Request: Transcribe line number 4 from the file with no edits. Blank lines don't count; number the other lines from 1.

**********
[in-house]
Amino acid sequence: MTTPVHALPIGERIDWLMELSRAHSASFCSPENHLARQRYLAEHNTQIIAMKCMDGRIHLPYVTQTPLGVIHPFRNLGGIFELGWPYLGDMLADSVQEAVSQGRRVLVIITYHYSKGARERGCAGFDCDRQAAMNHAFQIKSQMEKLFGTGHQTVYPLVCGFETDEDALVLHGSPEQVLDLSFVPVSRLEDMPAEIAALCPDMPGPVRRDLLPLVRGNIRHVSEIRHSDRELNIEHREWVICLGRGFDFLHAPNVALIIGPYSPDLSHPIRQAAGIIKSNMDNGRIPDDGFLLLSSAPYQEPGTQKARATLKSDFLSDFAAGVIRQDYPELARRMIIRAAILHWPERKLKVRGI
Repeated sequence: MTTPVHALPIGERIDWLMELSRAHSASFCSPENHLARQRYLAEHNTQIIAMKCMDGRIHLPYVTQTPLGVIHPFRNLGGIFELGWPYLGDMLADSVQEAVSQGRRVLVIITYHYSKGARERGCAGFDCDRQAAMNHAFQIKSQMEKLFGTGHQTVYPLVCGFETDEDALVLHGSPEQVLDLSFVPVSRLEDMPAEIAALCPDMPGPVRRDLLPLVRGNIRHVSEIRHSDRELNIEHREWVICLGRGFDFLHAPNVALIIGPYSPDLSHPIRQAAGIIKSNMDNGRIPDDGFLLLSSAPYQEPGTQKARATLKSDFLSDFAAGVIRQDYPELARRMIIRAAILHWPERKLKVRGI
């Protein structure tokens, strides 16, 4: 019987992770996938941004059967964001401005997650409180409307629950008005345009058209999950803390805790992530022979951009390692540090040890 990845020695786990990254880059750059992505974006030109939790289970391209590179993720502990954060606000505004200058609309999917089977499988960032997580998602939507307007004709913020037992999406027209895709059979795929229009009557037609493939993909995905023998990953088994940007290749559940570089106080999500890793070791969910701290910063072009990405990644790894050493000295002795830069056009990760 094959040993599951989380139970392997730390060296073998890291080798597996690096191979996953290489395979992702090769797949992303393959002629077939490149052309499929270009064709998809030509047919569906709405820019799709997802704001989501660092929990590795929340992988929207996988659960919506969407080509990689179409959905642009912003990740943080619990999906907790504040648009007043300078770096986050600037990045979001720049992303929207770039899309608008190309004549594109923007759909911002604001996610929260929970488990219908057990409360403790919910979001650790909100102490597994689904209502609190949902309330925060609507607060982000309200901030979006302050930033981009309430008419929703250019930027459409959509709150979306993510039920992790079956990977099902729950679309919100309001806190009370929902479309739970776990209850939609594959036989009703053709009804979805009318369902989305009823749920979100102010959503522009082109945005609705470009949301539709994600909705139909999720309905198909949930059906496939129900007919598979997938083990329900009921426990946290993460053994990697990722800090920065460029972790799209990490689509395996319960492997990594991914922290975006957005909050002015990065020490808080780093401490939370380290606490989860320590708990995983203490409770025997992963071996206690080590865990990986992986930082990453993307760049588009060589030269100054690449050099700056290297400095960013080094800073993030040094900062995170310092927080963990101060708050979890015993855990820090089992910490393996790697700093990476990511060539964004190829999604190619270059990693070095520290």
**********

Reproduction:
């Protein structure tokens, strides 16, 4: 019987992770996938941004059967964001401005997650409180409307629950008005345009058209999950803390805790992530022979951009390692540090040890 990845020695786990990254880059750059992505974006030109939790289970391209590179993720502990954060606000505004200058609309999917089977499988960032997580998602939507307007004709913020037992999406027209895709059979795929229009009557037609493939993909995905023998990953088994940007290749559940570089106080999500890793070791969910701290910063072009990405990644790894050493000295002795830069056009990760 094959040993599951989380139970392997730390060296073998890291080798597996690096191979996953290489395979992702090769797949992303393959002629077939490149052309499929270009064709998809030509047919569906709405820019799709997802704001989501660092929990590795929340992988929207996988659960919506969407080509990689179409959905642009912003990740943080619990999906907790504040648009007043300078770096986050600037990045979001720049992303929207770039899309608008190309004549594109923007759909911002604001996610929260929970488990219908057990409360403790919910979001650790909100102490597994689904209502609190949902309330925060609507607060982000309200901030979006302050930033981009309430008419929703250019930027459409959509709150979306993510039920992790079956990977099902729950679309919100309001806190009370929902479309739970776990209850939609594959036989009703053709009804979805009318369902989305009823749920979100102010959503522009082109945005609705470009949301539709994600909705139909999720309905198909949930059906496939129900007919598979997938083990329900009921426990946290993460053994990697990722800090920065460029972790799209990490689509395996319960492997990594991914922290975006957005909050002015990065020490808080780093401490939370380290606490989860320590708990995983203490409770025997992963071996206690080590865990990986992986930082990453993307760049588009060589030269100054690449050099700056290297400095960013080094800073993030040094900062995170310092927080963990101060708050979890015993855990820090089992910490393996790697700093990476990511060539964004190829999604190619270059990693070095520290």